In order to thrive is it necessary to conform to society? In Billy Budd, Herman Melville leaves many topics open-ended, leaving us to question whether these events are just. Justice and martial duty revolve around internal conflict between an individual and society. Individuals’ character is attested when they have to decide between what is morally right, and what has to be done to maintain order in society. Imposed martial law eliminates true justice in individuals. The struggle of internal conflict is displayed when Captain Vere’s military disciplinarian is placed over fatherly instincts, Billy’s impressment creating his want to preserve individual honor, and the Chaplain putting order over faith.
Imposed martial law eliminates true justice in Captain Vere. The need to follow order of society overcomes Vere’s personal admiration for Billy. Vere has to decide whether to do what is best for the naval community and order, or to listen to what he knows is internally just for the innocent sailor Billy. During this time loyalty to the mother country was crucial, the sailors were fighting for something bigger than themselves. Captain Vere began to like Billy Budd, acting towards him in a fatherly manner. When Claggart accuses Billy of mutiny, Vere brings him in for questioning. His initial approach is stern and forward to Billy, telling him to stand up for himself when Claggart comes at him with precise comments. After he sees Billy
struggling to create a statement, Vere softens his approach and tells him to take his time. Billy is now even more conflicted, and with one blow to the head he kills Claggart. “The father in him, manifested towards Billy thus far in the scene, was replaced by the military disciplinarian. In his official tone he bade the foretopman retire to a stateroom aft, and there remained till thence summoned”(83) Captain Vere immediately turns to his role in martial law as a commander, over his fatherly instincts. This event shifts to Vere calling the small drumhead court, without any waiting or questioning if it is the right thing to do. Vere is completely aware of Billy’s innocence, and in a sense “supernatural” nature, and still knowing his intentions he continues to proceed. In the trial Vere speaks for Billy, and he tells the court this is a special case, and in order to judge correctly they must put aside any intentions or circumstances that arise. “But for us here, acting not as casuists or moralists, it is a case practical, and under martial law practically to be dealt with.” (96) Vere sides with society, he does not let conscience sway him to Billy. He knows Billy must be sentenced quickly, or the rest of the crew will understand Billy has killed a superior, and got away with it.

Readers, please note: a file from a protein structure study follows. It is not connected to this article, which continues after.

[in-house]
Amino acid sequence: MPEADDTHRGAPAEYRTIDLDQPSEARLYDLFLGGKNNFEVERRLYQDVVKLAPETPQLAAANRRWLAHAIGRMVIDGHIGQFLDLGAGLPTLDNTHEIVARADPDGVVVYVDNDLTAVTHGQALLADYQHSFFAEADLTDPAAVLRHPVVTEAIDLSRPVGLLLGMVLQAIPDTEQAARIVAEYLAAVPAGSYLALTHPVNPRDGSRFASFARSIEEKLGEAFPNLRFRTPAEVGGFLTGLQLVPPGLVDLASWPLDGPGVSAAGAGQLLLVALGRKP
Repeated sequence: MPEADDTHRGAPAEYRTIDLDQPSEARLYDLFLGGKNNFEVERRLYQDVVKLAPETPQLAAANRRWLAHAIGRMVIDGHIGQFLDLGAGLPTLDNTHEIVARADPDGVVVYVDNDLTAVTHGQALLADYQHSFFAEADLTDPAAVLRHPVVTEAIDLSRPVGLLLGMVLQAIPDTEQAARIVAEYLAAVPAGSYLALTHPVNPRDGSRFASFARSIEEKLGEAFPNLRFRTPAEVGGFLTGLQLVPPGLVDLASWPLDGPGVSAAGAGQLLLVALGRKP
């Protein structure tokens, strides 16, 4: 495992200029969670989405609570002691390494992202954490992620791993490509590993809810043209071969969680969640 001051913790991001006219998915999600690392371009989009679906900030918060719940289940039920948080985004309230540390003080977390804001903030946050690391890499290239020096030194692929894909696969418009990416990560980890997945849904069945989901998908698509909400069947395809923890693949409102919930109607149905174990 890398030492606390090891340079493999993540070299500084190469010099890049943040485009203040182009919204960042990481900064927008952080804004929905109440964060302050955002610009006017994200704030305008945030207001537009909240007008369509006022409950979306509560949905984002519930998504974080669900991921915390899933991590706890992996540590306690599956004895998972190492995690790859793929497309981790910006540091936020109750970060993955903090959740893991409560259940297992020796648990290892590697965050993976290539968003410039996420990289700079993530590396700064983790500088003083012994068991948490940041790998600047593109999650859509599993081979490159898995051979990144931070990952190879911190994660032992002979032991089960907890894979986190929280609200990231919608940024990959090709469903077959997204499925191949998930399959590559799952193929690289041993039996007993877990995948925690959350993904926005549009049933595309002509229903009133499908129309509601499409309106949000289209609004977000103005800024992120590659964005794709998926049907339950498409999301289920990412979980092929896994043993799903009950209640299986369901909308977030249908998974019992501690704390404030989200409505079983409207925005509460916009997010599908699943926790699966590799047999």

Imposed martial law eliminates true justice on Billy Budd. Symbolically, Billy must leave the merchant ship Rights-of-Man, to join the Bellipotent (literally meaning powerful in war). This peaceful ship used to transport goods,...